FOXBOROUGH, Mass. — Quick-hit thoughts and notes around the New England Patriots and NFL:
1. Patriots’ Andrews has good reason to pull for Titans: When the Patriots were playing in the AFC Championship Game each of the past four years, Titans starting center Ben Jones was pulling for them because of one player: His “son” David Andrews. Now, Andrews gets to return the favor.
The Titans visit the Kansas City Chiefs in Sunday’s conference title game (3:05 p.m. ET, CBS), and the Patriots’ starting center would like nothing more than to see Jones play in his first Super Bowl.
“When I was in high school, I remember a lot of people said, ‘You’re too small to play at Georgia.’ But then came Ben, and he wasn’t much bigger than me, and I really looked up to him,” said Andrews, who attended Bulldogs football camps as a teenager when he first met Jones.
“When I was getting recruited, he was always great. I would go see him and he’d let me hang out with him. He’d give me leftover Georgia gear that I could wear around my high school and think I was pretty cool. Then once I got to Georgia, he really took me under his wing. Ben was always a sounding board for me — people called us father and son because we acted a lot alike.”
The similarities are hard to miss in the NFL, too.
They wear the same jersey number — 60. Both are captains. They have a similar body type (6-3, about 300 pounds). And both share the same agent, Rich Rosa.
Often described as having a scrappy style of play, the 30-year-old Jones is finishing his eighth NFL season (four with the Texans, four with the Titans), while this was the 27-year-old Andrews’ fifth (spent on injured reserve after being diagnosed with blood clots in his lungs). Jones said an obvious link between them is that they still bleed Georgia “red and black.”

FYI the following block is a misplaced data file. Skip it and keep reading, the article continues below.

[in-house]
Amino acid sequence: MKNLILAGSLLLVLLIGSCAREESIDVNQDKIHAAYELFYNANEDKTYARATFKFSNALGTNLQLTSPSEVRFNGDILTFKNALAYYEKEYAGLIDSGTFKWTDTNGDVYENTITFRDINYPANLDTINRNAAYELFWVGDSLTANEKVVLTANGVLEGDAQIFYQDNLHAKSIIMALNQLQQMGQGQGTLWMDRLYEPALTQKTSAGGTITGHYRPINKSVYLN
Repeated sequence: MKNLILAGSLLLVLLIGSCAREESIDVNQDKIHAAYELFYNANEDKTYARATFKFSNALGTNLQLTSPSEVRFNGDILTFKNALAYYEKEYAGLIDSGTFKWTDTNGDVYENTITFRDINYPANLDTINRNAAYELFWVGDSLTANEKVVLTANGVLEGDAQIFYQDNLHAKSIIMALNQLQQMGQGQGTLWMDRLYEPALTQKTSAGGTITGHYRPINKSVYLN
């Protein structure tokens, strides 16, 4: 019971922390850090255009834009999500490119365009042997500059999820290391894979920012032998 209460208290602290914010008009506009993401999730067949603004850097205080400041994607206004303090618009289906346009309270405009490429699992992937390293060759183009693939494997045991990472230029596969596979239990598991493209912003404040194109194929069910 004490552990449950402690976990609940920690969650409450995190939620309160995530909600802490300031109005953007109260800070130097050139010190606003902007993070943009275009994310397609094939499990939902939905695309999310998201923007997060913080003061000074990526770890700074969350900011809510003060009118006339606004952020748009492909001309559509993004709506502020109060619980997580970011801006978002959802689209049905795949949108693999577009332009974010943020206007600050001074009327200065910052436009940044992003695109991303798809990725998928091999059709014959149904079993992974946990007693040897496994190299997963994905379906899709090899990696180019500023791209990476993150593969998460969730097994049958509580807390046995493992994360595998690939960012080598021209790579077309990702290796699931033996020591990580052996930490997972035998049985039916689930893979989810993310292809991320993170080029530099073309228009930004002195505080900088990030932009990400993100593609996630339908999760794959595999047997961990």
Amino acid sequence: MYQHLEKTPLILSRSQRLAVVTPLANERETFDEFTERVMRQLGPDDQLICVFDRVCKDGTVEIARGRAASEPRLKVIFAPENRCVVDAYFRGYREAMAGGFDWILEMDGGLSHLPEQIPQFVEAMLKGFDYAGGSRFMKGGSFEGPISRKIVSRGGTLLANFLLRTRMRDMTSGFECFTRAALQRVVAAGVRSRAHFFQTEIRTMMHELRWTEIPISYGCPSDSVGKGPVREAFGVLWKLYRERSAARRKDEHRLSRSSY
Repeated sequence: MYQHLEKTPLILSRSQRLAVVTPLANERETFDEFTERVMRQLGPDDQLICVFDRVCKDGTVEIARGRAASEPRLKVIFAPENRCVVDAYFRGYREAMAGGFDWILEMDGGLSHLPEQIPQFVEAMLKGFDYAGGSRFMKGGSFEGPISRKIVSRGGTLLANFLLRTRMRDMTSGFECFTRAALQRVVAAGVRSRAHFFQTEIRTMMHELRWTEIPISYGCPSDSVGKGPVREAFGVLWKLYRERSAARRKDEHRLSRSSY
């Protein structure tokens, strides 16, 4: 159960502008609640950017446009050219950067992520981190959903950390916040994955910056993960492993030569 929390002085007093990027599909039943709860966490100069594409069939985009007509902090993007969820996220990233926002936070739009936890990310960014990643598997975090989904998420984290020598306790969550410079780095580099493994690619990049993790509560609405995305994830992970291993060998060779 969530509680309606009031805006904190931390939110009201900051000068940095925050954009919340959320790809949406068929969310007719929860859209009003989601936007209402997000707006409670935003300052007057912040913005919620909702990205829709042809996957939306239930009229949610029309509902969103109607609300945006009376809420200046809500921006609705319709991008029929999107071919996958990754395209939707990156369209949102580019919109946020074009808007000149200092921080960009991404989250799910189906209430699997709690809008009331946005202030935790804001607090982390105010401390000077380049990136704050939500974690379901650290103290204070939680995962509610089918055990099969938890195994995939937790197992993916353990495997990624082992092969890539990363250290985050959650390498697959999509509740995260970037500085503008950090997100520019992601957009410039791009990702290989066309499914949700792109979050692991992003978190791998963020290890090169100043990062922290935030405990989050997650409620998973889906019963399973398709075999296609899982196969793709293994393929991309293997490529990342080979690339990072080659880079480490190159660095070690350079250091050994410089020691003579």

“I still talk to him almost every day. We have a great relationship,” Jones relayed from Nashville. “I know this year has been hard for him. I know how it is when you’re going through injuries and stuff. People remember you a lot at the beginning, but not when you’re really going through the hard times. I want to make sure I have that relationship with him, and check in with him to let him know I’m thinking about him.”
Jones said he used to rib Andrews about growing up in Johns Creek, Georgia, which he referred to as the “country club.” Jones, on the other hand, is from “the sticks in [Centreville] Alabama.”
“But deep down, he’s a country boy who likes to hunt and fish,” cracked Jones, before turning serious on one of his closest friendships. “He’s a guy I can call at any point. We can give each other a hard time. We can keep each other with a level head; if one gets high or too low, we can always keep each other on our toes. Just be the friend and someone you can always rely on, trust and speak the truth to you.”
Which is why Andrews sums up his thoughts this way: “Watching him have success is really special. I’m pulling for him all the way.”
2. Patriots have option decision to make on Jason McCourty: When veteran cornerback Jason McCourty re-signed with New England last March, it was reported as a two-year deal with a base value of $10 million. The way the pact was structured was that 2020 was an option year, which the Patriots can exercise at any time prior to the end of the 2019 league year on March 18. If they don’t, McCourty (who missed most of the final six games with a groin injury) would become a free agent and they’d save about $4 million on the salary cap. If he’s on the team, McCourty is due a base salary of $2.65 million in 2020 and can earn up to $1.3 million in roster bonuses and another $1 million in incentives, while counting $5.75 million against the cap.
3. Kuechly carried excellence from Boston College to NFL: With Panthers linebacker Luke Kuechly announcing his retirement Tuesday, ESPN Stats & Information relayed this nugget highlighting Kuechly’s dominance at two levels — his 14 tackles per game remain an FBS career record (FBS tackle records go back to 2000). Furthermore, he is the only player to lead the FBS in tackles per game and the NFL in tackles.